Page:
Complaint volumes and the capacity and capability of our office has shifted and changed to reflect the telco landscape.  We no longer operate in the world of families and flat mates fighting over access to phone lines and dial up internet. My teenager won’t even talk on the phone – not sure he knows that was its original purpose! 

The 1997 advent of the internet as a household service, 

the 2001 collapse of OneTel, one of Australia’s largest telcos of the time.

the 2010 failure of the Vodafone network, 

the 2015 to 2019 problems with the roll out of the National Broadband Network, 

the 2022 Optus data breach,

and now more recently, the significant improvement in the complaint handling of the big telco retailers.  

We have handled complaints from a peak of nearly 198,000 in 2010 to roughly 70,000 in last financial year. 

We have the systems and processes capable of flexing up and down in response to customer expectations, 

And we have proven time and again we can adapt, change and scale to suit the volatility and rapid developments of the telco market. 

Our track record demonstrates the TIO is well placed to continue to support customers with their needs in a changing communications environment.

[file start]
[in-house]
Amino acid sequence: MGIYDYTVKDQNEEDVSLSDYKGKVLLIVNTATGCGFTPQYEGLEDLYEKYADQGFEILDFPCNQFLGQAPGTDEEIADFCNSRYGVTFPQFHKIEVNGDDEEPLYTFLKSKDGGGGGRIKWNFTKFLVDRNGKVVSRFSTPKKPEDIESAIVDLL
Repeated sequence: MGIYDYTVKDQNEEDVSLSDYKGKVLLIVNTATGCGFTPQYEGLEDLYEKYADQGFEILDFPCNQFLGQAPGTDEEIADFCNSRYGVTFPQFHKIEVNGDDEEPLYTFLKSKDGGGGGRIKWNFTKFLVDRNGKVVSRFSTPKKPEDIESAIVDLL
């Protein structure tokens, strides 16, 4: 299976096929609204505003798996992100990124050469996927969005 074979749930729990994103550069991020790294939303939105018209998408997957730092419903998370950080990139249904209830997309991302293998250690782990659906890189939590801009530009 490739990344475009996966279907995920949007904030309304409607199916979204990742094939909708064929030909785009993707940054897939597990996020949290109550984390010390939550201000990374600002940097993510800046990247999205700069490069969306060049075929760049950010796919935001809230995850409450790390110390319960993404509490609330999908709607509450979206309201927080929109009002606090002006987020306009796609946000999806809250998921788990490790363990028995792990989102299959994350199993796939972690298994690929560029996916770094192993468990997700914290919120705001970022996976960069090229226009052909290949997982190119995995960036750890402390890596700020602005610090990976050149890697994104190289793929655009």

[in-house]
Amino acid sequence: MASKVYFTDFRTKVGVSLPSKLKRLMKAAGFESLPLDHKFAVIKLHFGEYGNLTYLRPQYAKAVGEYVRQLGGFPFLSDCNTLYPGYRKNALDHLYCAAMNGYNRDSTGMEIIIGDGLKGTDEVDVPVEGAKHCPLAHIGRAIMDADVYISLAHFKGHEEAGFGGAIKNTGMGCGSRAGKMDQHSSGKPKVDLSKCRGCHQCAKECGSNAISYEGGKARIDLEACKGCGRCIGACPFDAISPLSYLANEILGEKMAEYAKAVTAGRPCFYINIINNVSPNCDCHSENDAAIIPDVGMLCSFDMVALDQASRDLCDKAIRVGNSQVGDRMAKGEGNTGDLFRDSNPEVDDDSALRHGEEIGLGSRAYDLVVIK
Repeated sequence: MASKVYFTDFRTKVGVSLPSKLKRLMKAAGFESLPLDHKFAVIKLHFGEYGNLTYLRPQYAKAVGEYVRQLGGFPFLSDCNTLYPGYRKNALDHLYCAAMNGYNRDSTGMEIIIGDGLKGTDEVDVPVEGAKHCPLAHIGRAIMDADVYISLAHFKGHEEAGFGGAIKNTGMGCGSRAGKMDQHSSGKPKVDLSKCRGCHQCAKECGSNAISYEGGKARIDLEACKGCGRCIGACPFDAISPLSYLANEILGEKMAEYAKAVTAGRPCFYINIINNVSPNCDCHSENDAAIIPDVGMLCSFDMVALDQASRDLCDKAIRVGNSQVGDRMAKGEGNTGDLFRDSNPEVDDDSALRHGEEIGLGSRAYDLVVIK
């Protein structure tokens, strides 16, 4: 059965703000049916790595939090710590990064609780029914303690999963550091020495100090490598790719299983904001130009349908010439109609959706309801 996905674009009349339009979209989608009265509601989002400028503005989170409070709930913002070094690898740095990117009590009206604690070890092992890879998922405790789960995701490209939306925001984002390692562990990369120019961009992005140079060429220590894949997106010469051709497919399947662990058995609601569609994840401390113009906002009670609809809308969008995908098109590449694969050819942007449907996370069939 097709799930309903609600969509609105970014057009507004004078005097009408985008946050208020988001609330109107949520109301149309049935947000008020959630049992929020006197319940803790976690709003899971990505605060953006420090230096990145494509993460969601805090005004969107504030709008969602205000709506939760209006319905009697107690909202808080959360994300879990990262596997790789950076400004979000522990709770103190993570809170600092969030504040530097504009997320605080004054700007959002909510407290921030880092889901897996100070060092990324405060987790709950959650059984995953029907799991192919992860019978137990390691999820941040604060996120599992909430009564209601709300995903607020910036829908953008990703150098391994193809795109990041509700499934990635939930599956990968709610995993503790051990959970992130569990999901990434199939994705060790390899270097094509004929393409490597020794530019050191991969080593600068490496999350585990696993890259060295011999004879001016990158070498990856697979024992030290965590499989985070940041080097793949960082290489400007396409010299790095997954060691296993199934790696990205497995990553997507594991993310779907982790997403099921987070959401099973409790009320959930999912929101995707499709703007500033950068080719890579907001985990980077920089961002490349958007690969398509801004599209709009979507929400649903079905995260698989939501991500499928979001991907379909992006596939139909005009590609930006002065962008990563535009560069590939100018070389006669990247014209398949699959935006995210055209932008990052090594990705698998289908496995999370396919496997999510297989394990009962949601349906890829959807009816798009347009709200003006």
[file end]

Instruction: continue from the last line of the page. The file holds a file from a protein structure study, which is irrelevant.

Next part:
And so, we have put up our hand to lead a world-first Digital Platforms Ombudsman, or DPO scheme. 

To ensure trust and confidence in an environment where there is increased reliance on digital platforms to conduct so many aspects of our life, 

it is reasonable to ensure that people can rely on accessible, timely, and accountable complaint processes.

Today we have the opportunity to learn from the gaps in telco regulation and the lessons hard learnt through experience, and build a robust DPO scheme, 

a scheme supported by a regulatory framework with enforceable consumer protections, that has the agility to absorb what may come tomorrow.  

As the government and the ACCC look to the future of digital platforms regulation, there is a lot that can be learnt from the telco sector. 

Both are sectors that have transformed the way we live at a greater pace than could have been imagined by policy makers.

The privatisation of the telco sector,

The invention of the smart phone, 

the commencement of Facebook,

In just 30 years, so much change, and so quickly.

How do we create a DPO scheme that caters for the needs of consumers and the digital platforms? 

What does a robust scheme need to be fit for purpose?

We can look to the current state of the telco sector as a guiding principle.